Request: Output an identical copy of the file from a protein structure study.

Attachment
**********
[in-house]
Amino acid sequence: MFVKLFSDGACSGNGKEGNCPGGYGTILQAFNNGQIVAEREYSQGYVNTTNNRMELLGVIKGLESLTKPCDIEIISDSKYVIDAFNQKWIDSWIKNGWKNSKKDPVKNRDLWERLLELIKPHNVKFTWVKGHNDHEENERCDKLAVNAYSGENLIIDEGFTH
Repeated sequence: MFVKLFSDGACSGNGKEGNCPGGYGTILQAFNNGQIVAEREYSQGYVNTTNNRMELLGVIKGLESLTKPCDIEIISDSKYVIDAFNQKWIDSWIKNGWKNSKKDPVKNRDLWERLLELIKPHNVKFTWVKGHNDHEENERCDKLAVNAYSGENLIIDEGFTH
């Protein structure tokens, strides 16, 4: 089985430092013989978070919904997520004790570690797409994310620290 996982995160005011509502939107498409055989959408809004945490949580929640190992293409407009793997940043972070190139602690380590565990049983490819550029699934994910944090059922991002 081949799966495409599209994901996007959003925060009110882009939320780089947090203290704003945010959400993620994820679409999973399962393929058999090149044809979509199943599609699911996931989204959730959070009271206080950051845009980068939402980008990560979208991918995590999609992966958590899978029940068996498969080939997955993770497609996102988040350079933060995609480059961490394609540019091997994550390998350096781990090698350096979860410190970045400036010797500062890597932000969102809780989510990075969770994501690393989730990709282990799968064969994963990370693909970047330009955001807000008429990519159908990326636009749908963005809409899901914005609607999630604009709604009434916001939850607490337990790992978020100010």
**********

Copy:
[in-house]
Amino acid sequence: MFVKLFSDGACSGNGKEGNCPGGYGTILQAFNNGQIVAEREYSQGYVNTTNNRMELLGVIKGLESLTKPCDIEIISDSKYVIDAFNQKWIDSWIKNGWKNSKKDPVKNRDLWERLLELIKPHNVKFTWVKGHNDHEENERCDKLAVNAYSGENLIIDEGFTH
Repeated sequence: MFVKLFSDGACSGNGKEGNCPGGYGTILQAFNNGQIVAEREYSQGYVNTTNNRMELLGVIKGLESLTKPCDIEIISDSKYVIDAFNQKWIDSWIKNGWKNSKKDPVKNRDLWERLLELIKPHNVKFTWVKGHNDHEENERCDKLAVNAYSGENLIIDEGFTH
């Protein structure tokens, strides 16, 4: 089985430092013989978070919904997520004790570690797409994310620290 996982995160005011509502939107498409055989959408809004945490949580929640190992293409407009793997940043972070190139602690380590565990049983490819550029699934994910944090059922991002 081949799966495409599209994901996007959003925060009110882009939320780089947090203290704003945010959400993620994820679409999973399962393929058999090149044809979509199943599609699911996931989204959730959070009271206080950051845009980068939402980008990560979208991918995590999609992966958590899978029940068996498969080939997955993770497609996102988040350079933060995609480059961490394609540019091997994550390998350096781990090698350096979860410190970045400036010797500062890597932000969102809780989510990075969770994501690393989730990709282990799968064969994963990370693909970047330009955001807000008429990519159908990326636009749908963005809409899901914005609607999630604009709604009434916001939850607490337990790992978020100010």